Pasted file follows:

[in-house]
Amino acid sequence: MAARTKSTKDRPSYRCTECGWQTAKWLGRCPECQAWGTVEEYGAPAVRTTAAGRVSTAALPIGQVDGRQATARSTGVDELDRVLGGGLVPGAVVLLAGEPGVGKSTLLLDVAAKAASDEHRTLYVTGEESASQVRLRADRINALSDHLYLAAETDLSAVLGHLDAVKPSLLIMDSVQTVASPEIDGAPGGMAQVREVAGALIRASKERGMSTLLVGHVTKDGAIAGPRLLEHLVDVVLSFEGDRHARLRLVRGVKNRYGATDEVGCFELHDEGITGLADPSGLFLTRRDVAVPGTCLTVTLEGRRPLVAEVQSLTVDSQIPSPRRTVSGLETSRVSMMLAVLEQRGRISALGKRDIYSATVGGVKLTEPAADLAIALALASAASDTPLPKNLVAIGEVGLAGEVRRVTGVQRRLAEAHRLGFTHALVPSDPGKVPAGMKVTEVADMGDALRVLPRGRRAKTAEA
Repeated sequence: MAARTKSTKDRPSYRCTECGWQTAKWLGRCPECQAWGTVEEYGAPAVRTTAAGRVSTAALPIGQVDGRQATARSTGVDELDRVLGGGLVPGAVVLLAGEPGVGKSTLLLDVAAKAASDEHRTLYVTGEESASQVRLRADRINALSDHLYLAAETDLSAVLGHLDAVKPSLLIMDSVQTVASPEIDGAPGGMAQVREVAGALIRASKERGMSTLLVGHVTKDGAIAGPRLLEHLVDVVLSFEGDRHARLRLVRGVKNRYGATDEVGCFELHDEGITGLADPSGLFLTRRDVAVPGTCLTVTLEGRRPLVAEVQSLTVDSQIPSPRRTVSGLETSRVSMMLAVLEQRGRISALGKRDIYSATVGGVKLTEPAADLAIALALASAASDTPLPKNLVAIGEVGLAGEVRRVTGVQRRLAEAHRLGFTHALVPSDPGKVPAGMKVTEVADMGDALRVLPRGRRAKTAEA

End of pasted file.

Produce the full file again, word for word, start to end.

[in-house]
Amino acid sequence: MAARTKSTKDRPSYRCTECGWQTAKWLGRCPECQAWGTVEEYGAPAVRTTAAGRVSTAALPIGQVDGRQATARSTGVDELDRVLGGGLVPGAVVLLAGEPGVGKSTLLLDVAAKAASDEHRTLYVTGEESASQVRLRADRINALSDHLYLAAETDLSAVLGHLDAVKPSLLIMDSVQTVASPEIDGAPGGMAQVREVAGALIRASKERGMSTLLVGHVTKDGAIAGPRLLEHLVDVVLSFEGDRHARLRLVRGVKNRYGATDEVGCFELHDEGITGLADPSGLFLTRRDVAVPGTCLTVTLEGRRPLVAEVQSLTVDSQIPSPRRTVSGLETSRVSMMLAVLEQRGRISALGKRDIYSATVGGVKLTEPAADLAIALALASAASDTPLPKNLVAIGEVGLAGEVRRVTGVQRRLAEAHRLGFTHALVPSDPGKVPAGMKVTEVADMGDALRVLPRGRRAKTAEA
Repeated sequence: MAARTKSTKDRPSYRCTECGWQTAKWLGRCPECQAWGTVEEYGAPAVRTTAAGRVSTAALPIGQVDGRQATARSTGVDELDRVLGGGLVPGAVVLLAGEPGVGKSTLLLDVAAKAASDEHRTLYVTGEESASQVRLRADRINALSDHLYLAAETDLSAVLGHLDAVKPSLLIMDSVQTVASPEIDGAPGGMAQVREVAGALIRASKERGMSTLLVGHVTKDGAIAGPRLLEHLVDVVLSFEGDRHARLRLVRGVKNRYGATDEVGCFELHDEGITGLADPSGLFLTRRDVAVPGTCLTVTLEGRRPLVAEVQSLTVDSQIPSPRRTVSGLETSRVSMMLAVLEQRGRISALGKRDIYSATVGGVKLTEPAADLAIALALASAASDTPLPKNLVAIGEVGLAGEVRRVTGVQRRLAEAHRLGFTHALVPSDPGKVPAGMKVTEVADMGDALRVLPRGRRAKTAEA